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DOD Needs to Enforce Its Own RFID Mandate, Says Inspector General
Many suppliers and contracting officers are failing to comply with the U.S. Defense Department's directive for applying passive RFID tags to certain shipments, according to a recent investigation by the DOD's inspector general.
Oct 07, 2008—If it wants to reap a return from its $12.2 million investment in passive RFID technology for improved supply chain visibility, the U.S. Department of Defense's Defense Logistics Agency (DLA) needs to get its contracting officers and suppliers to improve compliance with the department's RFID mandate, according to a recent report issued by the DOD's Office of Inspector General.
In 2003, the DOD first announced plans to have its suppliers RFID-tag their goods (see U.S. Military Clarifies RFID Mandate). The department then formally adopted rules by early 2007 (see DOD Finalizes RFID Regulations), requiring contractors to affix passive EPC RFID tags to cases and pallets of materiel they ship to DLA-operated distribution depots.
The report is based on an audit conducted by personnel from the Office of the Inspector General at four RFID-enabled DLA distribution depots, between December 2007 and January 2008. The depots were located in Susquehanna, Pa.; San Joaquin and San Diego, Calif.; and Corpus Christi, Texas. According to the report, the Susquehanna and San Joaquin depots were selected because they receive the largest amount of supplies, and because they were the first depots required to use passive RFID. The San Diego and Corpus Christi sites were chosen because they are collocated with a Navy and an Army depot, respectively.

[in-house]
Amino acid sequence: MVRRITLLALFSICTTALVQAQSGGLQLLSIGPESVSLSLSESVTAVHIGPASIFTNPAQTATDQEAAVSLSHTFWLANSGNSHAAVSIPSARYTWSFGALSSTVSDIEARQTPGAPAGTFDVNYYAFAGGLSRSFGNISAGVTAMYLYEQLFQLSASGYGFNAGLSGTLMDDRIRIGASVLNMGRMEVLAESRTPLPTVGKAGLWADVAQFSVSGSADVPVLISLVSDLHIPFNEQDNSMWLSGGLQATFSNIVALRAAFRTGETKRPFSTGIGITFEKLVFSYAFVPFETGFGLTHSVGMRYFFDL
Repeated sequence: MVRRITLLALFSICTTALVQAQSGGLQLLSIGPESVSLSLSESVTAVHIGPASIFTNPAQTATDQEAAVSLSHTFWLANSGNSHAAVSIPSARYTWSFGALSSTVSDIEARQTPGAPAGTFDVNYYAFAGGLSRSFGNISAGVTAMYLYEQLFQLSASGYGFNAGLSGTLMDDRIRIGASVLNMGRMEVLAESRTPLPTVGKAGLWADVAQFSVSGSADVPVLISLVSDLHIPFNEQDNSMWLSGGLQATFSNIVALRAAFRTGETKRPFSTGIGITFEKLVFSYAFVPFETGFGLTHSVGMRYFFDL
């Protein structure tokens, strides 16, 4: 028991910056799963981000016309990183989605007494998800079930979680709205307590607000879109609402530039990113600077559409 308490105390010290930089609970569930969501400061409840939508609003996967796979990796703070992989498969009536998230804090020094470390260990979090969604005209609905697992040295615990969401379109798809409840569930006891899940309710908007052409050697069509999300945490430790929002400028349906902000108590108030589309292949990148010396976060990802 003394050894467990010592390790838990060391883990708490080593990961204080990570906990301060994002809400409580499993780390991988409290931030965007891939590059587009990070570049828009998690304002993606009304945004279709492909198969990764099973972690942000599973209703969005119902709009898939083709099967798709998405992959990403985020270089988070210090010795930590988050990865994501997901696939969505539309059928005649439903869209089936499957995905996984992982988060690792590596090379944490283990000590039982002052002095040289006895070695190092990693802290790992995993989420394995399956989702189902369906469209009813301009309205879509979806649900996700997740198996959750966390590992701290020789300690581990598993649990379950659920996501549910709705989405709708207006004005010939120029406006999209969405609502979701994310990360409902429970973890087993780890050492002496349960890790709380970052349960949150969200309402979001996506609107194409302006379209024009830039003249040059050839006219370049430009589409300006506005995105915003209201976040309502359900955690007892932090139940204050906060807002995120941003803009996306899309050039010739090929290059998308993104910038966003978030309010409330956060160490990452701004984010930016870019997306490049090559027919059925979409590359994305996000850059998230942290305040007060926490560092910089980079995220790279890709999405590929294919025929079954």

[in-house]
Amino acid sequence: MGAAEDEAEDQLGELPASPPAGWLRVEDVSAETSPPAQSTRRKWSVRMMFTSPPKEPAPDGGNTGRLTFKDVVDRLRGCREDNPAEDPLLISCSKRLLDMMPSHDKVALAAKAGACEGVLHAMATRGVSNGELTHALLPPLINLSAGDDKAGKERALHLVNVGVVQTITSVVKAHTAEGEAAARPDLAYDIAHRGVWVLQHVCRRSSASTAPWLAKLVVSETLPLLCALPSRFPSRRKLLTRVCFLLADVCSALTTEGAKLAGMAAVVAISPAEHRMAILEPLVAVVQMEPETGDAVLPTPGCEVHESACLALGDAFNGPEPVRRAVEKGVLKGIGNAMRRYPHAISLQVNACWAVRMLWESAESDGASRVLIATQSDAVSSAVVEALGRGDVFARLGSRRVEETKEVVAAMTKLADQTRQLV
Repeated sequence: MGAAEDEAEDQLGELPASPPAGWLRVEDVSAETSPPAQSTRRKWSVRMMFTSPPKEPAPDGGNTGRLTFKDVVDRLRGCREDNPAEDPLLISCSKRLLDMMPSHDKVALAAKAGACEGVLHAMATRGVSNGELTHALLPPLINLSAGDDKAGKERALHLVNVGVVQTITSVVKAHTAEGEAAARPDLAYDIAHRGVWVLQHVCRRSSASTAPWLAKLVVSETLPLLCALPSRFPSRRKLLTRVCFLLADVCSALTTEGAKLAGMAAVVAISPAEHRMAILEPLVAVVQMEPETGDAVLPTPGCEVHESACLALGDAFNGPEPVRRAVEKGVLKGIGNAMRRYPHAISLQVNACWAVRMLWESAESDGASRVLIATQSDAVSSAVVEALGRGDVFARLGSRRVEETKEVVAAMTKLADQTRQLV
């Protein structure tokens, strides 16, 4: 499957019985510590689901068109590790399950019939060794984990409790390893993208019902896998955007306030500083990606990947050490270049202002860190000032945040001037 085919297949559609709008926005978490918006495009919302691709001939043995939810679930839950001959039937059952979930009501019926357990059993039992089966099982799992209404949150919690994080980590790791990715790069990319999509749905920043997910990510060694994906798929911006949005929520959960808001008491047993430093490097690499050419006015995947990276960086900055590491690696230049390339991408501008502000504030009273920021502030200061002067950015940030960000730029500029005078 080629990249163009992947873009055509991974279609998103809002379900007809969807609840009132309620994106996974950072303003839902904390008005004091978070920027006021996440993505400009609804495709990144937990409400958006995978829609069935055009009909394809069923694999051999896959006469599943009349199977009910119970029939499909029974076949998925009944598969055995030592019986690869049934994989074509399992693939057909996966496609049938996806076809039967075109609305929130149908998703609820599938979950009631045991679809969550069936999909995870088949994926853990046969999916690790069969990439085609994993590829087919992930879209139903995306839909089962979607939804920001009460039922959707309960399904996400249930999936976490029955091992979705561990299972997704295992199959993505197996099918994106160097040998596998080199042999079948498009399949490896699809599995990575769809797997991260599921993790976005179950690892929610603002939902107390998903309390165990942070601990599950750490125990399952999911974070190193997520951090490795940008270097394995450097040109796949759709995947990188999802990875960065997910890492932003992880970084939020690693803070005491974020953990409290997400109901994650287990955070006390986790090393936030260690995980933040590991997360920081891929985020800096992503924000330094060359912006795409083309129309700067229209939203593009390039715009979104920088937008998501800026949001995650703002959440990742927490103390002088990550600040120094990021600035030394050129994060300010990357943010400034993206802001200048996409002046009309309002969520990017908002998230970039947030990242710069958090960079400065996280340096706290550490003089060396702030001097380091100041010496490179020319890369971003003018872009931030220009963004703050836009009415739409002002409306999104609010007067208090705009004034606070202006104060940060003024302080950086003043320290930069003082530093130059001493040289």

During the audit, a total of 327 shipments, sent by suppliers to the four depots, were inspected. Of these, 220 were sent through supply contracts that, pursuant to the DOD mandate, should have included a clause requiring the suppliers to apply RFID tags to the shipments and furnish their destination depots with advance shipment notices listing the tags' encoded ID numbers. But 23 (10 percent) of these 220 supply contracts did not include the RFID clause. This means the contracting officers who issued the contracts failed to add it.
From this group, the report also breaks down the number of Air Force, Army, Navy and DLA contracting officers who did not include the RFID clause in new contracts, as required. Nearly 80 percent of the Army and nearly 20 percent of the Navy contracts failed to contain the requisite clause, while compliance among DLA contract officers was better, with only 10 percent of contracts lacking the clause. (The auditors reviewed only one Air Force contract, which did not require it.)
When auditors examined the shipments of the 197 suppliers whose contracts did contain the RFID clause, they found that 84 of those suppliers (43 percent) failed to apply passive RFID tags to their shipments, as stipulated in their contracts. Of the 327 shipments sampled by the inspector general's staff, 144 (35 percent) were sent without an advance shipment notice, forcing depot personnel to manually acknowledge and accept a supply item in the DLA's shipping system, thereby eliminating the efficiency of the passive RFID technology in the DOD supply chain.
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